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Willi F. Holocaust testimony (HVT-3389) interviewed by Cathy S. Gelbin and Eva Lezzi

Oral History | Fortunoff Collection ID: HVT-3389

Videotape testimony of Willi F., who was born in Berlin, Germany in 1923 to a Jewish father and Catholic mother. He recounts the excitement of Nazi rallies; learning his father was Jewish (though he had converted to Catholicism) in 1932 when he was harassed at school; anti-Jewish laws barring him from an apprenticeship; working for a Communist Party member; the impact of anti-Jewish laws increasing after Kristallnacht; forced labor in a munitions factory; sabotaging his work; traveling to Konstanz, planning to enter Switzerland illegally; a guard accosting him; traveling to Lustenau to enter there; arrest while trying to cross the border; six weeks of interrogation in Feldkirch; six-month imprisonment in Graz; traveling to Friedrichshafen, then back to Berlin; forced labor removing Allied bombing rubble; transfer to Auschwitz; slave labor at Buna-Monowitz; and transfer to Dora. Mr. F. discusses convincing a prisoner to eat soup even if it was not kosher; beatings in Auschwitz and Dora; losing hope of surviving; camp guards purposely setting German and "foreign" Jews against each other; reluctance to share his story; and his wife and children understanding him better after watching his first testimony.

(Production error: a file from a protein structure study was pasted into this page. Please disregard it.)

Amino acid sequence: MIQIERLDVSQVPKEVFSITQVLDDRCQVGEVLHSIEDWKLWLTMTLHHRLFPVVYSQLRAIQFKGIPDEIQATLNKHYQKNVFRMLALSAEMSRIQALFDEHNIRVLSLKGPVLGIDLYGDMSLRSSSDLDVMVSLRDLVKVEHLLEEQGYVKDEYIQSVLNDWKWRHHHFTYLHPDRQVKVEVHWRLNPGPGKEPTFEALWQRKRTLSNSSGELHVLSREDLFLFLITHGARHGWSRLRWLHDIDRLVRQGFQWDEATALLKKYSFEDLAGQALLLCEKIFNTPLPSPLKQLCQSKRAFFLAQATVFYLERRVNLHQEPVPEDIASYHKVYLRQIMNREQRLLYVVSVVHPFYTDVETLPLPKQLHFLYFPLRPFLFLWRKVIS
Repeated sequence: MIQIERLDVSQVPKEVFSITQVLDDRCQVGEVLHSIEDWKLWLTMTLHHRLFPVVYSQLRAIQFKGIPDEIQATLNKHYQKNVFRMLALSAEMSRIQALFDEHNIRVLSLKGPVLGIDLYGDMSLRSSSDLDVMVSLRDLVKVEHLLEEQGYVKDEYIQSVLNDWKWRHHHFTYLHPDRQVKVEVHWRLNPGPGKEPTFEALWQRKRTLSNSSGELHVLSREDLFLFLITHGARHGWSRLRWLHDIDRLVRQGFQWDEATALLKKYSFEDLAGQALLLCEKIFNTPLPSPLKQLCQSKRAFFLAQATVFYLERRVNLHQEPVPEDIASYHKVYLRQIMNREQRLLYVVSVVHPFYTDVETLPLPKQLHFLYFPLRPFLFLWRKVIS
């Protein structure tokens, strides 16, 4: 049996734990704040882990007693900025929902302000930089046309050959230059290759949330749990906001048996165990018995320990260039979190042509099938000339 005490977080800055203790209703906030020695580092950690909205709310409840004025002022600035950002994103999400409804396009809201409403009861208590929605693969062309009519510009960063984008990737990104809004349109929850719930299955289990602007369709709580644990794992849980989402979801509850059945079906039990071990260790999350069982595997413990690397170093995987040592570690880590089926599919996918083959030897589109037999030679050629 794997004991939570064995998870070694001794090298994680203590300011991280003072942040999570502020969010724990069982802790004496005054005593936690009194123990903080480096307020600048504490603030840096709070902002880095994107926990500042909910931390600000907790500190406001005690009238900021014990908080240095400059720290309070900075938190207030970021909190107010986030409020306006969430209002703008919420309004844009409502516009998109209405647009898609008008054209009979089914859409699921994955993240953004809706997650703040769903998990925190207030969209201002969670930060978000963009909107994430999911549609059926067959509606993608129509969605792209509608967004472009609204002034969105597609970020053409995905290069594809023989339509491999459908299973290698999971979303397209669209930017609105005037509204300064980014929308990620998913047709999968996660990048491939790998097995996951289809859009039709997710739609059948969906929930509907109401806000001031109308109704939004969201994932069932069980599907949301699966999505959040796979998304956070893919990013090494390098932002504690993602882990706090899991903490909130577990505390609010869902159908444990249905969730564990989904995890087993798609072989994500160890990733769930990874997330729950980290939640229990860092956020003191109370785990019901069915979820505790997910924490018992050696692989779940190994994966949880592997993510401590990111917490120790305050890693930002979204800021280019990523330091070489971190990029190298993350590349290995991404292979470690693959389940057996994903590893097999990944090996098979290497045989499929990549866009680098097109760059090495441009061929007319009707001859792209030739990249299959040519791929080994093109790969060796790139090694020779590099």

Author/Creator
F., Willi, 1923-
Published
Potsdam, Germany : Moses Mendelssohn Zentrum für europäisch-jüdische Studien, Universität Potsdam, 1996
Interview Date
October 2, 1995 and March 28, 1996.
Language
German
Copies
2 copies: Betacam SP dub; and 1/2 in. VHS with time coding.
Cite As
Willi F. Holocaust Testimony (HVT-3135). Fortunoff Video Archive for Holocaust Testimonies, Yale University Library.